10 Magnificent Stacks Around the World

Sea stacks are stunning geological formations that rise majestically from the sea, adding a touch of grandeur to coastal landscapes around the world. Sculpted by the relentless forces of waves and weather, these rock pillars create a dramatic and picturesque sight. In this article, we will explore 10 Magnificent Stacks Around the World that captivate the imagination.

1. Old Man of Hoy, Scotland

Located on the Orkney Islands of Scotland, the Old Man of Hoy attracts climbers and nature lovers. Rising some 449 feet (137 m) above the North Sea, this massive pillar of sandstone is a testament to the power of erosion. With its distinctive shape and impressive presence, the Old Man of Hoy is a true miracle of nature.

2. Twelve Apostles, Australia

Located along the scenic Great Ocean Road in Victoria, Australia, the Twelve Apostles are a collection of limestone sea stacks that have become an iconic landmark. Formed by the relentless Southern Ocean, these impressive formations stand out against the crashing waves.

Image by Keith Gillette from Pixabay

Although erosion has reduced their number to eight, the Twelve Apostles remain a breathtaking sight, especially during sunrise and sunset when the colors of the sky paint a stunning backdrop.

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3. The Needles, Isle of Wight, England

Jutting out of the English Channel on the west coast of the Isle of Wight, the Needles are three chalk sea stacks that have become a symbol of this picturesque island.

Thin, pointed formations rise dramatically from the turquoise waters, presenting a wonderful contrast to the lush green cliffs. A lighthouse situated on the outermost stack adds to the charm of this iconic landmark.

4. Ballintoy Church, Northern Ireland

Located on Northern Ireland’s rugged Causeway Coast, Ballintoy Church is perched atop a small sea stack, making for a picturesque view.

The church, officially known as St. Gobban’s Church, dates back to the 18th century and is surrounded by breathtaking natural beauty. The crashing waves and sheer cliffs add to the charm of this unique sea stack.

5. Totem Pole, Tasmania, Australia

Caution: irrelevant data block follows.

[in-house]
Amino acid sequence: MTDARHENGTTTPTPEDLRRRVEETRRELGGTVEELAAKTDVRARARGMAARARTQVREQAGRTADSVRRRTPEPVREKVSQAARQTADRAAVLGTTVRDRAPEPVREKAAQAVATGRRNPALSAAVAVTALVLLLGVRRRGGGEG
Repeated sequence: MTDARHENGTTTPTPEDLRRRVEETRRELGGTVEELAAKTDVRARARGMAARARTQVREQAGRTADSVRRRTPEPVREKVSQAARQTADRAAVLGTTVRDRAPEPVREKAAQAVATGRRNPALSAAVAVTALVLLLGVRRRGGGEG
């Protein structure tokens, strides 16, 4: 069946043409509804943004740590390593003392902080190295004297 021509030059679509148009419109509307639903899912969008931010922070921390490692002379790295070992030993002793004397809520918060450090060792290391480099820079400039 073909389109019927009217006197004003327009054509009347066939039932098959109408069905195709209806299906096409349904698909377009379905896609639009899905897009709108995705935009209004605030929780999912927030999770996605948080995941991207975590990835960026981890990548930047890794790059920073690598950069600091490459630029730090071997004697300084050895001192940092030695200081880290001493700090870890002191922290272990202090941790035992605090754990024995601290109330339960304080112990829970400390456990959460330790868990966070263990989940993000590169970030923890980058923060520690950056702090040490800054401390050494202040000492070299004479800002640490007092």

Hidden within Tasman National Park in Tasmania, Australia is Totem Pole, a slender sea stack that challenges even the most experienced rock climbers.

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Rising some 197 feet (60 m) above the Southern Ocean, this towering column of dolerite rock demands skill, courage and determination to conquer. Its remote location and dramatic surroundings make it a favorite destination for adventure seekers.

6. Drangornir, Faroe Islands

Nestled in the remote Faroe Islands in the North Atlantic, Dragarnir is a pair of sea stacks that have come to symbolize the rugged archipelago.

Sculpted by centuries of coastal erosion, these towering structures stand proudly in front of the crashing waves. Lush cliffs and picturesque surroundings make Drangornir a favorite subject for photographers and nature lovers.

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7. Ko Tapu (James Bond Island), Thailand

Made famous by its appearance in the James Bond film “The Man with the Golden Gun”, Ko Tapu, or Nail Island, is a limestone sea stack located in Phang Nga Bay, Thailand.

Rising dramatically above the emerald waters, this slender pillar is a popular tourist attraction. Its unique shape and the stunning karst landscape of the bay make it a must-see for nature lovers.

8. Los Organos, Spain

On the northwest coast of Spain, near the town of Cudillero in Asturias, Los Organos is a series of basalt sea stacks that resemble a giant pipe organ.

Image by Paul from Pixabay

Carved by the relentless waves of the Cantabrian Sea, these vertical columns create an amazing sight. During high tide, the crashing waves produce an orchestral symphony that heightens the mystique of this natural wonder.

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9. Moeraki Boulders, New Zealand

Located on Koekohe Beach in Otago, New Zealand, the Moeraki Boulders are a collection of large circular boulders scattered along the beach.

These huge boulders, formed from the natural cementation of mudstone, create an unreal landscape that has attracted visitors for centuries. As the tide recedes, these unique sea-stack-like formations emerge from the sand, creating a sense of wonder and intrigue.

10. The Three Sisters, Australia

Standing proudly in the Blue Mountains of New South Wales, Australia, the Three Sisters are a trio of sandstone sea stacks that dominate the landscape.

Legends abound about these formations, that they were three sisters who were turned into stone by an ancient tribal shaman. The cliffs, lush vegetation, and the changing colors of the rocks throughout the day make for a captivating sight.

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